What happened to Anthony? He is full of energy now. But he has a problem with his fingers. Will he see Doctor Adams? The tests say acromegaly, a serious glandular disorder of the pituitary gland. This disease is progressive but not fatal. The world's expert is Dr. Igor Markoff! The disease has altered Anthony's face [bones start growing]. Maxine overhears the conversation between Igor and Anthony. She is tired of this life, and jealous. Will Igor open the cage of the gorilla? What will he do in Maxine's room? "No, really?" Maxine is sent on an errand to the pharmacy. Igor calls Patricia to tell her Anthony is there. Igor offers a deal: a cure if Patricia is "agreeable". Patricia is told what she should do by Igor. "How ghastly!"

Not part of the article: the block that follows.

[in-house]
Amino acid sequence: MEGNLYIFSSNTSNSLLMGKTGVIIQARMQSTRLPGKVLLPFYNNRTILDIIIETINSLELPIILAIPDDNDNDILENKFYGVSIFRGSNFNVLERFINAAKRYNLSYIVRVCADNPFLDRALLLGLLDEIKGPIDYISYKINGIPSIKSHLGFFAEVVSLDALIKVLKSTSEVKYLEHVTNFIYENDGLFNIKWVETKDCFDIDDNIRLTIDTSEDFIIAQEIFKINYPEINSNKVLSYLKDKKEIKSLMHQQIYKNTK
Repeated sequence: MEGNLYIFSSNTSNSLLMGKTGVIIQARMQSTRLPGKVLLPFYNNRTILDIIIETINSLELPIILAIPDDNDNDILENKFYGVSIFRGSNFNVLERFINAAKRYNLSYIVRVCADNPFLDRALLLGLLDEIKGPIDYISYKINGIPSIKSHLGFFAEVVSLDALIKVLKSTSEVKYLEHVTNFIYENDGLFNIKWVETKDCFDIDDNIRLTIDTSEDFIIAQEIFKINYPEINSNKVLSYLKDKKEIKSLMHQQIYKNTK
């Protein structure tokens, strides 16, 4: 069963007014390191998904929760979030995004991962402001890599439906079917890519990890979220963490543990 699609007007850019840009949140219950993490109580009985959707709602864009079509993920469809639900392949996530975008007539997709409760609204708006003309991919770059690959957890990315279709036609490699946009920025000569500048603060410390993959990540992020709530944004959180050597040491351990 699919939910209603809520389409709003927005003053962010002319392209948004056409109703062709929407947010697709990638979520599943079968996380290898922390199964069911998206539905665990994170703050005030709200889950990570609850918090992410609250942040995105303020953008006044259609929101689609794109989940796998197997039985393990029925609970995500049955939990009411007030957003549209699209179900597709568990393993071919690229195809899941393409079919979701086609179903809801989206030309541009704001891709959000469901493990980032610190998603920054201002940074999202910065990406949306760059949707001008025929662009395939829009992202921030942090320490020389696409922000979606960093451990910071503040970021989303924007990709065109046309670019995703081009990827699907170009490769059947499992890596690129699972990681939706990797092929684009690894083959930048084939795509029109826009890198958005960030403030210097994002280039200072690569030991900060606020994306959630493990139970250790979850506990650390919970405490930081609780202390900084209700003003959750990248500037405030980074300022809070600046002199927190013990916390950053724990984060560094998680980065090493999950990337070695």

There is a struggle between Anthony and Igor. A shot is fired, Igor is on the floor. Maxine is familiar with the serum, a cure restores Anthony to his previous condition. Life returns to normal. Another morality play that teaches about the dangers of power and fooling with nature.

A disorder of the pituitary gland causes growth in full-grown adults. Hands and fingers become enlarge, as do bones in the face. This reminds you of a monster. It is unusual to use a rare disease as the basis for a horror movie; this lowers the quality of this story."